Fertilizer Sector reforms – NBS, bio-fertilizers, Neem coating, etc.

Centre enhances Subsidy for Non-Urea Fertilizers

Note4Students

From UPSC perspective, the following things are important :

Prelims level : Fertilizers subsidy

Mains level : Read the attached story

With urea and fertilizer prices shooting up in the wake of Russia’s invasion of Ukraine, the Union Cabinet approved an enhancement in subsidies on non-urea fertilisers for the upcoming Kharif crop, to ₹60,939 crore.

What is the news?

  • The government fixes the retail price of urea and subsidises producers based on the difference between costs and the fixed selling price.
  • It pays a subsidy to non-urea fertiliser makers on the basis of nutrient-based rates.
  • The increase in the prices of Di-ammonium phosphate (DAP) and its raw material is in the range of about 80%.

Fertilizer Subsidy in India

  • Subsidy as a concept originated during the Green Revolution of the 1970s-80s.
  • Fertiliser subsidy is purchasing by the farmer at a price below MRP (Maximum Retail Price), that is, below the usual demand-and-supply-rate, or regular production and import cost.

How is the subsidy paid and who gets it?

  • The subsidy goes to fertiliser companies, although its ultimate beneficiary is the farmer who pays MRPs less than the market-determined rates.
  • From March 2018, a new so-called direct benefit transfer (DBT) system was introduced, wherein subsidy payment to the companies would happen only after actual sales to farmers by retailers.
  • With the DBT system, each retailer — there is over 2.3 lakh of them across India — now has a point-of-sale (PoS) machine linked to the Department of Fertilizers’ e-Urvarak DBT portal.

How does this system work?

  • A popular example of how this system works is that of the neem coated urea fertiliser.
  • Its MRP (Maximum Retail Price) is fixed by the government at Rs. 5922.22 per tonne.
  • The average cost of domestic production is at Rs 17,000 per tonne. The difference is footed by the centre in the form of subsidy.
  • This fertiliser has high Nitrogen content and is cheaper than usual fertilizers.
  • While this may be perceived as a good thing, excess of Nitrogen can disrupt the NPK (Nitrogen, Phosphorus and Potassium) balance in the soil.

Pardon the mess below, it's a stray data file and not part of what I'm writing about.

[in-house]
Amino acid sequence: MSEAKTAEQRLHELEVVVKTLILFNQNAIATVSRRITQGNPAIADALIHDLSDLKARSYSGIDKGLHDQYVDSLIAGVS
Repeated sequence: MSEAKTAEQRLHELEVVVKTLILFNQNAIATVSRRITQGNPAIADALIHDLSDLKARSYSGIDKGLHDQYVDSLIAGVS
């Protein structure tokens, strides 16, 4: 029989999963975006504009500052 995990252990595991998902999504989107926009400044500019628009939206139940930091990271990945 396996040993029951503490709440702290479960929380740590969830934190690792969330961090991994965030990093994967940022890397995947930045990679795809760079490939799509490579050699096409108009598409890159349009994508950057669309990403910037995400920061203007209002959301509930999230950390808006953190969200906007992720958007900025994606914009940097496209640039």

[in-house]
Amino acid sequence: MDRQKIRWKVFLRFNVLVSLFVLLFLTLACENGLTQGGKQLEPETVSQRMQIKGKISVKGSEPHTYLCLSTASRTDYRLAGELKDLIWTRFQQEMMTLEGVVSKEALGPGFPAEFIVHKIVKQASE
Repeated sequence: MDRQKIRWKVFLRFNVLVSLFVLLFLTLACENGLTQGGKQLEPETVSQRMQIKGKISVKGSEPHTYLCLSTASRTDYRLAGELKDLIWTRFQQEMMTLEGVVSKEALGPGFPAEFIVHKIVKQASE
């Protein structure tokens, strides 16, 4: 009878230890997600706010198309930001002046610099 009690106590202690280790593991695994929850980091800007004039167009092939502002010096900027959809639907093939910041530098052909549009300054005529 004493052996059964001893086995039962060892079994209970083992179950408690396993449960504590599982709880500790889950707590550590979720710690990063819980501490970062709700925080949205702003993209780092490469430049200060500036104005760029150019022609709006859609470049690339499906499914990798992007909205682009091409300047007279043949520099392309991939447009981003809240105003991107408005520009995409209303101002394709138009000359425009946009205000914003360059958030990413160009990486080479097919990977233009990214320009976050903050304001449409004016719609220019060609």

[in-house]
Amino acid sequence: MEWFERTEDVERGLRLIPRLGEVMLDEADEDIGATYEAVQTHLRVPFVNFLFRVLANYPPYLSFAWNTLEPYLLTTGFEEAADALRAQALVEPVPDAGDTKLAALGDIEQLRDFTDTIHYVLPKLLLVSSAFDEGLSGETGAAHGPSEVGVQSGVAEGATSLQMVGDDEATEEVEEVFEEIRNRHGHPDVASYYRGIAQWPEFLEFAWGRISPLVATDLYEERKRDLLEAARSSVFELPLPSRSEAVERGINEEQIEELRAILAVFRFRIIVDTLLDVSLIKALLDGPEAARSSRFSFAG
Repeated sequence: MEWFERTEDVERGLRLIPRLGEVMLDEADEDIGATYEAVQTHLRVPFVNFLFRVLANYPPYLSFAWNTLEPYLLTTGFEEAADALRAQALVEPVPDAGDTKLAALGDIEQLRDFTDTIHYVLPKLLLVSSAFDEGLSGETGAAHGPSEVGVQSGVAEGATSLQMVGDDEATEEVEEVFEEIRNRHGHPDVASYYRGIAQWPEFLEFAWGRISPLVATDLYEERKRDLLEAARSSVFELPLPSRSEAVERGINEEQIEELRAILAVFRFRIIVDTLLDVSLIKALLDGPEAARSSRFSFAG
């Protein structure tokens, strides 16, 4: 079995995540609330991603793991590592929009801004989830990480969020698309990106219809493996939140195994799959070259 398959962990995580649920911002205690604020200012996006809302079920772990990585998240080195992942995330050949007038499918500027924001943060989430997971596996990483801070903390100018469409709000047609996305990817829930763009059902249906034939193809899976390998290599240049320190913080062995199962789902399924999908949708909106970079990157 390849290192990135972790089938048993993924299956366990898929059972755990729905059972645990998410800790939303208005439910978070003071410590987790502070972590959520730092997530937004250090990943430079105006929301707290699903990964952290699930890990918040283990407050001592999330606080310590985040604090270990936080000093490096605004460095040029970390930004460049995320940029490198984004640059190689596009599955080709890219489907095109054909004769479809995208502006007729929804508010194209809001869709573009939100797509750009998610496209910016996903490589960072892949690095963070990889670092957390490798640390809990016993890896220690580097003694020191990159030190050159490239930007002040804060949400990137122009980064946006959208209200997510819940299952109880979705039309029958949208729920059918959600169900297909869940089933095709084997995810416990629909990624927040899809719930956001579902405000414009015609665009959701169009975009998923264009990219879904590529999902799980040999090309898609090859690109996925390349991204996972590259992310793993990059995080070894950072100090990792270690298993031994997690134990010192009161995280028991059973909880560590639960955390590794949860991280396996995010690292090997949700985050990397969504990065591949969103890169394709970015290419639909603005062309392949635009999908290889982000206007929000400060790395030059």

What about non-urea fertilizers?

  • The non-urea fertiliser is decontrolled or fixed by the companies.
  • The non- urea fertilizers are further divided into two parts, DAP (Diammonium Phosphate) and MOP (Muriate of Phosphate).
  • The government pays a flat per tonne subsidy to maintain the nutrition content of the soil, and ensure other fertilizers are economical to use.

Issues with such subsidies

  • A flawed subsidy policy is harmful not just for the farmer, but to the environment as well.
  • Indian soil has low Nitrogen use efficiency, which is the main constituent of Urea.
  • Consequently, excess usage contaminates groundwater.
  • The bulk of urea applied to the soil is lost as NH3 (Ammonia) and Nitrogen Oxides. The WHO has prescribed limits been breached by Punjab, Haryana and Rajasthan.
  • For human beings, “blue baby syndrome” is a common side ailment caused by Nitrate contaminated water.

Try answering this PYQ:

Q.What are the advantages of fertigation in agriculture? (CSP 2020)

1.Controlling the alkalinity of irrigation water is possible.
2. Efficient application of Rock Phosphate and all other phosphatic fertilizers is possible.
3. Increased availability of nutrients to plants is possible.
4. Reduction in the leaching of chemical nutrients is possible.

Select the correct answer using the code given below:
(a) 1, 2 and 3 only

(b) 1,2 and 4 only

(c) 1,3 and 4 only

(d) 2, 3 and 4 only

 

Post your answers here.
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Aishwary Thakur
Aishwary Thakur
4 months ago
Post your answers here." Read more »

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